The most common types of synergies are:

  • Cost synergies
  • Revenue synergies
  • Financial synergies

Synergies are one of the most important aspects of merger and acquisition transactions and should be carefully considered when selling or buying a business.

In 1998, Exxon and Mobil the top two oil companies in the United States formed a marriage which at the time was the biggest merger of its time at a record $75.3 billion. Since then, Exxon-Mobil has seen continued growth since joining forces remaining the top U.S. oil company.

Diversification 

Diversification is another common motivating factor in M&A deals. This occurs when a company can move into different areas of operation. 

AT&T, one of the country’s most popular phone companies, merging with cable company Time Warner, is a clear example of a company diversifying its operations to increase revenue. 

Types of Mergers & Acquisitions 

There are several methods businesses can use to expand nationally or internationally. The motives behind the deal will help you establish which of these methods is best for you. 

The most common types of mergers and acquisitions are:

  • Horizontal merger
  • Vertical merger
  • Reverse merger
  • Conglomeration merger

Horizontal Merger 

A horizontal merger happens when 2 companies operate in the same industry and offer similar products or services. This strategy works best for companies that want to scale and increase their market power. The goal of a horizontal merger is to create value by combining the 2 companies. 

In 2015, the Kraft Foods Group merged with H.J. Heinz Co to form the Kraft-Heinz company. At the time, the deal was expected to make it the 5th largest food company in the world and the 3rd largest in the US. Merging removed direct competition and brought value to both companies. 

Vertical Merger 

Vertical mergers typically involve 2 companies with different services or products and combine supply chains to extend business capabilities. This type of merger is used to streamline operations, cut costs, and increase efficiency.

One of the most famous examples of a vertical merger happened in 2006 when Walt Disney acquired Pixar Animation Studios. This merger is accredited as one of the driving factors in Disney’s continued success to date. At the time, Disney’s animation department was failing; partnering with Pixar was the spark the company needed.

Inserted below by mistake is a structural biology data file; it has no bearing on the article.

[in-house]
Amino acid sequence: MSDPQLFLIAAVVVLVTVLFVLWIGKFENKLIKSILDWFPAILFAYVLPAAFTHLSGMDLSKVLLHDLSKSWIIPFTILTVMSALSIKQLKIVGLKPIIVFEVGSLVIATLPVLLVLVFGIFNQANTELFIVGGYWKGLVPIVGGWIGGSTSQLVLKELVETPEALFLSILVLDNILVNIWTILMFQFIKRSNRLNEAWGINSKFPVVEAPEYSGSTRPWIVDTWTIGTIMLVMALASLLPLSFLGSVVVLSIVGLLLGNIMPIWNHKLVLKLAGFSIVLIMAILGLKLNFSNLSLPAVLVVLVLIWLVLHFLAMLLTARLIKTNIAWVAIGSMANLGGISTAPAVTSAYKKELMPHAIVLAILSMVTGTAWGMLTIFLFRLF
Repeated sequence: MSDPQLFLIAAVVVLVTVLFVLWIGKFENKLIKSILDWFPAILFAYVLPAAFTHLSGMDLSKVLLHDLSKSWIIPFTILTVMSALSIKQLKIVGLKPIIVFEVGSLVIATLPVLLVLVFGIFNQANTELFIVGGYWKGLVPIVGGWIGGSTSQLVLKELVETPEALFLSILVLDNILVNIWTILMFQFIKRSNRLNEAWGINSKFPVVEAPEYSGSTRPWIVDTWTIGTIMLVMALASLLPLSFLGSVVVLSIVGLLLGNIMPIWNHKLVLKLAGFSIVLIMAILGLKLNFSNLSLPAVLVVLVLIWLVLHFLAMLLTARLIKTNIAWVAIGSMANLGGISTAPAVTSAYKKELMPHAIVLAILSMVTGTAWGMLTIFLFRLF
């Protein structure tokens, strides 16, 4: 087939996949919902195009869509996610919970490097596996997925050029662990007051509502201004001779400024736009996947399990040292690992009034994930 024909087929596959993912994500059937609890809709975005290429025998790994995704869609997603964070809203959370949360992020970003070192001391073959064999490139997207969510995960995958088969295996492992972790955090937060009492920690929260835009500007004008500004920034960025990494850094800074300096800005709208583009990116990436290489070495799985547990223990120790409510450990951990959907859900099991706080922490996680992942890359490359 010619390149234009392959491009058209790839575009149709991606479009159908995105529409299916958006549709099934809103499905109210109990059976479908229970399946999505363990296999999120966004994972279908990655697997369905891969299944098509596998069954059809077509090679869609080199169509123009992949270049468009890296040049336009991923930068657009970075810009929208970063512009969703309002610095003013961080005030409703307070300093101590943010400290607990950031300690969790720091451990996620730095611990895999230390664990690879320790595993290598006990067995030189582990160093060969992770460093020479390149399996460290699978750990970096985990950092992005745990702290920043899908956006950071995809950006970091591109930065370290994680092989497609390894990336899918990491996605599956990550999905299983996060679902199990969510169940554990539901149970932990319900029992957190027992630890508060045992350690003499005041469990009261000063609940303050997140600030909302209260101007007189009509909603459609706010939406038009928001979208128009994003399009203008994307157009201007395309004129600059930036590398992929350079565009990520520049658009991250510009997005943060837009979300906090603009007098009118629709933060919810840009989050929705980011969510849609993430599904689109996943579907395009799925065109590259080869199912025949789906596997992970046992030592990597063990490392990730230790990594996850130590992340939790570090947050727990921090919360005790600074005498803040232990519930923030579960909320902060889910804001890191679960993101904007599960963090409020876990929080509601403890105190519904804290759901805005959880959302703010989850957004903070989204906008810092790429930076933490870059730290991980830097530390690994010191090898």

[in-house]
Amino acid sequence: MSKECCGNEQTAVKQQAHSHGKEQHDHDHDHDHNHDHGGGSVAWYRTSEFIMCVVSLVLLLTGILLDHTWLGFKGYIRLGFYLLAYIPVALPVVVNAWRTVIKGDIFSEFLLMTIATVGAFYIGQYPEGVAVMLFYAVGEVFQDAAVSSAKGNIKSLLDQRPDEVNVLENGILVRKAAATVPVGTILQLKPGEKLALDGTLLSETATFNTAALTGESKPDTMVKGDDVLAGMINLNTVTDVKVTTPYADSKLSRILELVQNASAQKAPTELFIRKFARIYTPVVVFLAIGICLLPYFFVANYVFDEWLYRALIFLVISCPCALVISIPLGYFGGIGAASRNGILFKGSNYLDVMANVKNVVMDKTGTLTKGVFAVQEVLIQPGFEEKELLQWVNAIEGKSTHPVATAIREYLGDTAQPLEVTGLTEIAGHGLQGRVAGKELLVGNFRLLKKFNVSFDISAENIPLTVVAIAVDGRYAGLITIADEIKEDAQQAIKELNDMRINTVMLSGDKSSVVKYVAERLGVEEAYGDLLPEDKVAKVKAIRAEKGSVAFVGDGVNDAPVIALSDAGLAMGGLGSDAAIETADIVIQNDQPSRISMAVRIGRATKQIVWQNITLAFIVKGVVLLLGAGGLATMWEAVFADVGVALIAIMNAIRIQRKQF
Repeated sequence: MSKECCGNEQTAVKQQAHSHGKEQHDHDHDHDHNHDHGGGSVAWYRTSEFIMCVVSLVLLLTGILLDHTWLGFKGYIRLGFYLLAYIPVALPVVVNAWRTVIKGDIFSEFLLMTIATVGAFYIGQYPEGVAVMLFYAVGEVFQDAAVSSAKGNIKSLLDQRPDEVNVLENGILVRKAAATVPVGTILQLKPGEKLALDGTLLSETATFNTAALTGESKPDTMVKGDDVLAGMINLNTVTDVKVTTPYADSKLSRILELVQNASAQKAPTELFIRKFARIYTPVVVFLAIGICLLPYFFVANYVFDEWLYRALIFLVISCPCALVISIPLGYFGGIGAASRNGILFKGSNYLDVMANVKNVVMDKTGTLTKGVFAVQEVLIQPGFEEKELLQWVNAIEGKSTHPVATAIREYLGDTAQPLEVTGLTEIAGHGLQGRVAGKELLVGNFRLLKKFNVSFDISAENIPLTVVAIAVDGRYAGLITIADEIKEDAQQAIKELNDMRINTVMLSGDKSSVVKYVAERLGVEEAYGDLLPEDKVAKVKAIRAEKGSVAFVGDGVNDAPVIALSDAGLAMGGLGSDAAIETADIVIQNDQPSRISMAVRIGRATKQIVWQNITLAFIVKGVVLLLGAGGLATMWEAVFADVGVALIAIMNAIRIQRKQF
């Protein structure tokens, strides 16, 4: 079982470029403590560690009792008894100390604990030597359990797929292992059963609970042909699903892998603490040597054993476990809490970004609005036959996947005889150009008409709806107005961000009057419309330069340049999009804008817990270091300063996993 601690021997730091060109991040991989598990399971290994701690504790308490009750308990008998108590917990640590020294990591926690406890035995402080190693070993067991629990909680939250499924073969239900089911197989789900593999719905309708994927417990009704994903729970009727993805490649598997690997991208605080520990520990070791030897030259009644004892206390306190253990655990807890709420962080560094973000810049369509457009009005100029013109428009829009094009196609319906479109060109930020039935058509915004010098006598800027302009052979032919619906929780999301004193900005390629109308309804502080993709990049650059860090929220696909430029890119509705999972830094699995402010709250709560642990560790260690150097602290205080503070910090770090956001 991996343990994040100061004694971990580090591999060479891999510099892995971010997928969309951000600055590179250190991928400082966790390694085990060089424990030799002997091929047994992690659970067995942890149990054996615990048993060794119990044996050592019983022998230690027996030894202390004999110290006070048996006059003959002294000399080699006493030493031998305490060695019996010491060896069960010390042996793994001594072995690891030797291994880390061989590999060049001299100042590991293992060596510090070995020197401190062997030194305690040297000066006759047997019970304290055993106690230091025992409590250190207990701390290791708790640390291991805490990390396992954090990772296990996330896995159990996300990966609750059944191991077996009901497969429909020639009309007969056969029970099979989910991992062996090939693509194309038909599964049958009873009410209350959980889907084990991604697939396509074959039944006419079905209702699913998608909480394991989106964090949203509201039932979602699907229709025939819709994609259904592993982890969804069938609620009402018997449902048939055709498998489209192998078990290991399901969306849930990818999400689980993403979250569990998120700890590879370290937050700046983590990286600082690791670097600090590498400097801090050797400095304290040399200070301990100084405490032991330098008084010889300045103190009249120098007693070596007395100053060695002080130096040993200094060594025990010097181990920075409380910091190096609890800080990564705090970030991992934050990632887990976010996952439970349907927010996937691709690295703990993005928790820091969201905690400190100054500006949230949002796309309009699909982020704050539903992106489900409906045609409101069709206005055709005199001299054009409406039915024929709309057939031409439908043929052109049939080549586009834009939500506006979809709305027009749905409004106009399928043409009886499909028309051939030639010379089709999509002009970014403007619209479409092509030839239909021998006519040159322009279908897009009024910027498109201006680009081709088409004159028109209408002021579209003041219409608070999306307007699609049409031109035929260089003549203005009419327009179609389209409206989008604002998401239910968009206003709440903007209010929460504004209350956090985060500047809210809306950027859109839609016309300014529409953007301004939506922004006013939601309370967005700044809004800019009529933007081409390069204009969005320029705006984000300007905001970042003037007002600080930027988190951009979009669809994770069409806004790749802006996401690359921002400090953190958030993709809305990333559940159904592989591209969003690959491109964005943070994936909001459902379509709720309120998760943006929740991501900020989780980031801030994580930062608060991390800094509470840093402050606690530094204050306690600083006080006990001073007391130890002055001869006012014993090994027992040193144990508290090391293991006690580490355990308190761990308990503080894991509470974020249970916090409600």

Reverse Merger 

The reverse merger method allows smaller private companies to go public while avoiding the time-consuming and expensive process of a conventional IPO. Reverse mergers are ideal for companies who are looking to drastically expand their reach from thousands to millions.

In 2013, Metro PCS agreed to merge with T-Mobile USA through a reverse merger. Metro PCS operated mainly in the pre-paid cellular market; this allowed T-Mobile to increase cost synergies by solidifying its presence in the pre-paid market and decreasing competition with larger cellular companies.

Conglomerate Merger

A conglomerate merger occurs between 2 companies involved in different industries. Companies may be motivated to enter a conglomerate merger to diversify their revenue streams, increase market share, and sell their products. 

In 2017, Amazon entered the brick-and-mortar grocery store business by acquiring Whole Foods for $13.4 billion. This allowed Amazon to expand its footprint very quickly to physical stores all around the country. It also allowed Amazon to offer delivery of Whole Foods groceries.

What’s the Role of an M&A Lawyer?

As mergers and acquisitions lawyers, we wear a lot of hats during M&A transactions. A deal can fall through quickly if all the right boxes aren’t checked from start to finish. 

The M&A lawyer’s primary responsibilities are:

  • Performing due diligence
  • Advising on regulatory requirements
  • Preparing the necessary documentation
    • Letter of Intent (LOI)
    • Non-Disclosure Agreement (NDA)
  • Advising their client through the completion of the transaction 

Our role as M&A lawyers is to assist you from start to finish. Our job is to have those uncomfortable conversations and ensure all the deal terms are agreed upon. We highly recommend consulting with an attorney before beginning the M&A process. 

We Can Help with your M&A Deal! 

Our mergers and acquisitions lawyers are ready to ensure your business deal closes on the best terms for you.

Whether you’re buying or selling a business, you need a strong negotiator on your side with a robust knowledge of corporate lawcontract law, and tax law to maximize your M&A benefits.

Let our experienced team of attorneys provide you with the knowledge to maximize your profits every step of the way.

Contact Gordon Law Group